Two Poems by John Grey


Dan’s lived half his life in jail,
in darkness, even when sunlight shines
through the bars or the overhead bulb
cranks out its miserly imitation of a streetlamp.
He has a watch for company.
It not only tells time, it is time.

Dan’s father comes to see him,
feeble though he is these days.
Fifty years of working down the mine
stares in at twenty more of
no way is that kind of life for me.
A guard watches over the bodies
but no one looks on when contradictions face off.

Dan remembers cheap Christmases,
scrawny birthdays, evening meals
with too little food, too many hands.
Mixed in are solitary house-breaks,
jimmying open windows,
standing in a stranger’s parlor,
overwhelmed by all the gifts.
And gas station heists,
the gun in the face of that liquor store clerk,
two hundred grubby bucks spilling from his hands
like it was a shiny million.

His father shrugs his shoulders,
wonders where did he go wrong.
Dan can never figure why he keeps on getting caught.
The world wants him down the mine,
is that it.
It’d rather he have a large family
that he can barely provide for.
It wants him to have the next Dan,
the one who finally uses that weapon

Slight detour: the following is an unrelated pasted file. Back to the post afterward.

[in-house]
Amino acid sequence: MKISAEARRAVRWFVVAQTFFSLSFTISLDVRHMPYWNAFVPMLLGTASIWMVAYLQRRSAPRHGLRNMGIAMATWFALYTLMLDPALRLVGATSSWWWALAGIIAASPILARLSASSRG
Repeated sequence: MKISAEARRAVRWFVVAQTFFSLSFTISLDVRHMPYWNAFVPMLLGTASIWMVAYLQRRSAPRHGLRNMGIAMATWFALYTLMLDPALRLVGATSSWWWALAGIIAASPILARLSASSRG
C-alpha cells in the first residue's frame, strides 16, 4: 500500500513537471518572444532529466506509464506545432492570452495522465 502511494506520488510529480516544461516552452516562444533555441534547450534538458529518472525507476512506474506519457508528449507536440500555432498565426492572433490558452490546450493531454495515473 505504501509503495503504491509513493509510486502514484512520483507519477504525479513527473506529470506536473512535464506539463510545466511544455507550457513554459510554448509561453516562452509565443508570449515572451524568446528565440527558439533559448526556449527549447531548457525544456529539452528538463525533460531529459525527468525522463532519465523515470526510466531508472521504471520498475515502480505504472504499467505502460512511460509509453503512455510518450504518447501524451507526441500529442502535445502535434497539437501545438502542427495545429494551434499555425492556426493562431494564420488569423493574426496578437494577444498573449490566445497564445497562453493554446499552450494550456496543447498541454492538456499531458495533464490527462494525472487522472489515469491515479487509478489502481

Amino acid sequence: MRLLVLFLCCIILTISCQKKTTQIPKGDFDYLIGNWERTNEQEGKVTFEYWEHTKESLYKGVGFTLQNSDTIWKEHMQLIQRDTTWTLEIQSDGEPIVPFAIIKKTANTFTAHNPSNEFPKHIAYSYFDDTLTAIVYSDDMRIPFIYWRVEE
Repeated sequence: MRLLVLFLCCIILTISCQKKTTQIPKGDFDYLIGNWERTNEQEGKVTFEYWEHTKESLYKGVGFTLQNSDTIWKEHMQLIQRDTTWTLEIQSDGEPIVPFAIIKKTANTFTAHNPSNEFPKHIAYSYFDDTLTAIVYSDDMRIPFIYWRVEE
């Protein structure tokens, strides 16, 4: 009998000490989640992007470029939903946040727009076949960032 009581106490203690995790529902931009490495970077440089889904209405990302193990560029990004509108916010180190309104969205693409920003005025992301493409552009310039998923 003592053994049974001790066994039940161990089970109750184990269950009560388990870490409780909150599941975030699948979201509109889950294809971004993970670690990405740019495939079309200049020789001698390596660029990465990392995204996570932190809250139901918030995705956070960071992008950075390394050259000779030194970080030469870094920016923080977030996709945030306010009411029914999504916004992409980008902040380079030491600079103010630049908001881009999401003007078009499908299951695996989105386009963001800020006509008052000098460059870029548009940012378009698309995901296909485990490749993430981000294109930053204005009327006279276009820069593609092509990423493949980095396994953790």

on some trembling store clerk.
It wants the life inside
passed down through the generations.
It wants his light to shine down on sons
and sons of sons.
And for everyone to have a watch,
to tell time, to do time.


Out of the corner
of my eye, that border
between my body
and what threatens it

I saw something
through the border
of dark and light,

a man
maybe his bad
bordering his worse,
who was shuffling toward me
across the border of
walk into intent.

“You want something?”
I said, my tongue tip-toeing
the border of bravado and fear.

In English broken by
being on the border of Spanish,
he handed me my wallet,
explained, “You dropped this.”

I leaped across that
border of relief into gratitude.
We shook hands,
a friendly greeting
of two border policemen.
With unforced smiles,
we let each other cross.

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